HARTFORD — House Republicans on Wednesday said Gov. Lamont must provide a timeline for when his administration will issue guidance to varied public and private sector interests affected by the legislature’s slapdash legalization of marijuana, faulting the governor and Democrats for ignoring the immediate ramifications of their controversial policy change.
“Given that this bill was written in secret by the Governor’s office and Democratic legislators, they are the only ones who have the level of understanding on the impact of this new law,” said House Republican Leader Vincent Candelora, who joined his Republican colleagues in contending this implementation boondoggle is yet another example of Democrats’ irresponsible approach to legislating party-driven policy initiatives.
“It’s unacceptable that the governor’s administration has already set the expectation that something is going to go ‘boom in the night’ when these laws are going to have a direct impact on residents’ lives,” he said. “From criminal justice ‘reform’ to paid family leave, the majority party’s ‘we’ll fix it as we go’ attitude has polluted the legislative process. Their backroom push at the 11th hour to legalize marijuana is the worst example yet and given the potential for far-reaching public health and safety impacts, it’s certainly the most reckless.”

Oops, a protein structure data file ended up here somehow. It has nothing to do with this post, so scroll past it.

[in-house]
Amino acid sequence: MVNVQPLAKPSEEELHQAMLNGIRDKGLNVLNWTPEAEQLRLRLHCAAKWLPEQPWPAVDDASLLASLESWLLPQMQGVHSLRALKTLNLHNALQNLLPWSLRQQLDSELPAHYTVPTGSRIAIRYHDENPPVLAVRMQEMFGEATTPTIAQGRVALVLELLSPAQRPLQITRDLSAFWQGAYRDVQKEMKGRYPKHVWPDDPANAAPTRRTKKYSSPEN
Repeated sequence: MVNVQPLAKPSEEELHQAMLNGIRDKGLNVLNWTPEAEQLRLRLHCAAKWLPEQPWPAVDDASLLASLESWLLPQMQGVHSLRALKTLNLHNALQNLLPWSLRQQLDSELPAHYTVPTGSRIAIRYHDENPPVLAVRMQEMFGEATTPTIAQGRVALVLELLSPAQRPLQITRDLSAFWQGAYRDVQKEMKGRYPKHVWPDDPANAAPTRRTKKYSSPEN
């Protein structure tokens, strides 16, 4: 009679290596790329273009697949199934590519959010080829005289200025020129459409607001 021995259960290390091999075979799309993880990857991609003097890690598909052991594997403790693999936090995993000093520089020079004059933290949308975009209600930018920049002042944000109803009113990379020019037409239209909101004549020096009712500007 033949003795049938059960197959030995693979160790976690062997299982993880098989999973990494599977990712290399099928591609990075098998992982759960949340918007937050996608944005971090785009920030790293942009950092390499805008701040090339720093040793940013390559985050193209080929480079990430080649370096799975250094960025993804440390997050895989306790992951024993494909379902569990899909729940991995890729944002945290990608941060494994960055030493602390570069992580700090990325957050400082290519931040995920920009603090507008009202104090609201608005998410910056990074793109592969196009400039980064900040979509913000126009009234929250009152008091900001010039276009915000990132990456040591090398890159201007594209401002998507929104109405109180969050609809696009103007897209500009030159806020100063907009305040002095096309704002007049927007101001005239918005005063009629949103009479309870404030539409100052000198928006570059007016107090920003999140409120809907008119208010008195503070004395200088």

House Republicans say the governor’s administration must not only prioritize groups and entities that need immediate guidance, such as defense contractors, public housing organizations, parks and recreation facilities, but also explain to the state what that list will look like, the process and players employed in developing it, and most important, when that information will be provided. Greater communication and collaboration, Republicans contend, will be critical in the days and weeks ahead as both marijuana users and the public need to have a better understanding of their rights and responsibilities.
“It’s abundantly clear that Democrats cared more about achieving commercialization than they did about the people who will have to figure out this mess, spending more time on their victory lap than the necessary outreach to employers and workers, law enforcement, municipalities and anyone else who has questions about what this means for them,” Candelora said. “I’m still stunned by their light switch approach, that tomorrow marijuana will be ‘on,’ and that Democrats have failed to supply anyone with the answers they’ll need—whether it’s a lifeguard at a town beach, a group home administrator, or someone running a summer camp.”
Candelora said the situation demand’s the full attention of the governor’s administration.
“Is the Department of Labor providing guidance? Are the departments of Consumer Protection or Education preparing road shows for parents and school districts? Nobody knows what the plan is,” he said. “If there was ever a piece of legislation that should have been phased in, this was it. That would’ve given the administration breathing room to hear from stakeholders, whether it be law enforcement or the business community, and then thoroughly describe this new playing field. Instead, there’s a behind-the-scenes mad dash to simply get something out in order to check a box. It’s wholly inadequate.”